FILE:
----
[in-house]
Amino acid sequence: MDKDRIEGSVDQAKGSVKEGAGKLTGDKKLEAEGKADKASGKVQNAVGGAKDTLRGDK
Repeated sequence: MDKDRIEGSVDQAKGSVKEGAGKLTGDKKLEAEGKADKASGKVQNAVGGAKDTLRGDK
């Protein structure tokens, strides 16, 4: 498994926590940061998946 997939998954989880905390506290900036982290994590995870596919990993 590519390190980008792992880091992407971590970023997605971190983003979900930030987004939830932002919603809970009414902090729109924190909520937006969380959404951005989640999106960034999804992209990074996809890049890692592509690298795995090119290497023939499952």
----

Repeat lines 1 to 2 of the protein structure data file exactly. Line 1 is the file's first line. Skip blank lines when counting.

[in-house]
Amino acid sequence: MDKDRIEGSVDQAKGSVKEGAGKLTGDKKLEAEGKADKASGKVQNAVGGAKDTLRGDK